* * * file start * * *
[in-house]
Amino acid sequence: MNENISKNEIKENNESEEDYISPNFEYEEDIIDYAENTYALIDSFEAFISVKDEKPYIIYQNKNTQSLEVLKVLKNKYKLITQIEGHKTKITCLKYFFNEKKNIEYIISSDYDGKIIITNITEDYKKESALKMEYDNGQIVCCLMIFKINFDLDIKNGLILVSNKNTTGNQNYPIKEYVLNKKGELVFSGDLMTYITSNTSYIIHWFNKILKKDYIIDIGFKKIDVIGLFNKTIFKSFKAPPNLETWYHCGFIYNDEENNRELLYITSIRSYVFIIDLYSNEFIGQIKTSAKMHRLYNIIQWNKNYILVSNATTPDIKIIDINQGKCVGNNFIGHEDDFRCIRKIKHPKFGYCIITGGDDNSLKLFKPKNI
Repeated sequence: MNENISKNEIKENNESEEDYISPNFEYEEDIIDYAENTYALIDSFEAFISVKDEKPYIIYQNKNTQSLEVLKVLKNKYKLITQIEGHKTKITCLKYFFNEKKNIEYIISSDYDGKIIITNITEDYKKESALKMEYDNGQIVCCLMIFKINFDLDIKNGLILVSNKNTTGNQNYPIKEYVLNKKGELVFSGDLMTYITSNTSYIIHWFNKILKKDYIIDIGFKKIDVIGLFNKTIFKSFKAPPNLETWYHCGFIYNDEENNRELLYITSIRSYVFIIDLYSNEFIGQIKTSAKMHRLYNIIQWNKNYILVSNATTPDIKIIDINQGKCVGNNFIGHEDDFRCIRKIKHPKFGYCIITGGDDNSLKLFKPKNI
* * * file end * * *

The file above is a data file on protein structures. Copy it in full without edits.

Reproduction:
[in-house]
Amino acid sequence: MNENISKNEIKENNESEEDYISPNFEYEEDIIDYAENTYALIDSFEAFISVKDEKPYIIYQNKNTQSLEVLKVLKNKYKLITQIEGHKTKITCLKYFFNEKKNIEYIISSDYDGKIIITNITEDYKKESALKMEYDNGQIVCCLMIFKINFDLDIKNGLILVSNKNTTGNQNYPIKEYVLNKKGELVFSGDLMTYITSNTSYIIHWFNKILKKDYIIDIGFKKIDVIGLFNKTIFKSFKAPPNLETWYHCGFIYNDEENNRELLYITSIRSYVFIIDLYSNEFIGQIKTSAKMHRLYNIIQWNKNYILVSNATTPDIKIIDINQGKCVGNNFIGHEDDFRCIRKIKHPKFGYCIITGGDDNSLKLFKPKNI
Repeated sequence: MNENISKNEIKENNESEEDYISPNFEYEEDIIDYAENTYALIDSFEAFISVKDEKPYIIYQNKNTQSLEVLKVLKNKYKLITQIEGHKTKITCLKYFFNEKKNIEYIISSDYDGKIIITNITEDYKKESALKMEYDNGQIVCCLMIFKINFDLDIKNGLILVSNKNTTGNQNYPIKEYVLNKKGELVFSGDLMTYITSNTSYIIHWFNKILKKDYIIDIGFKKIDVIGLFNKTIFKSFKAPPNLETWYHCGFIYNDEENNRELLYITSIRSYVFIIDLYSNEFIGQIKTSAKMHRLYNIIQWNKNYILVSNATTPDIKIIDINQGKCVGNNFIGHEDDFRCIRKIKHPKFGYCIITGGDDNSLKLFKPKNI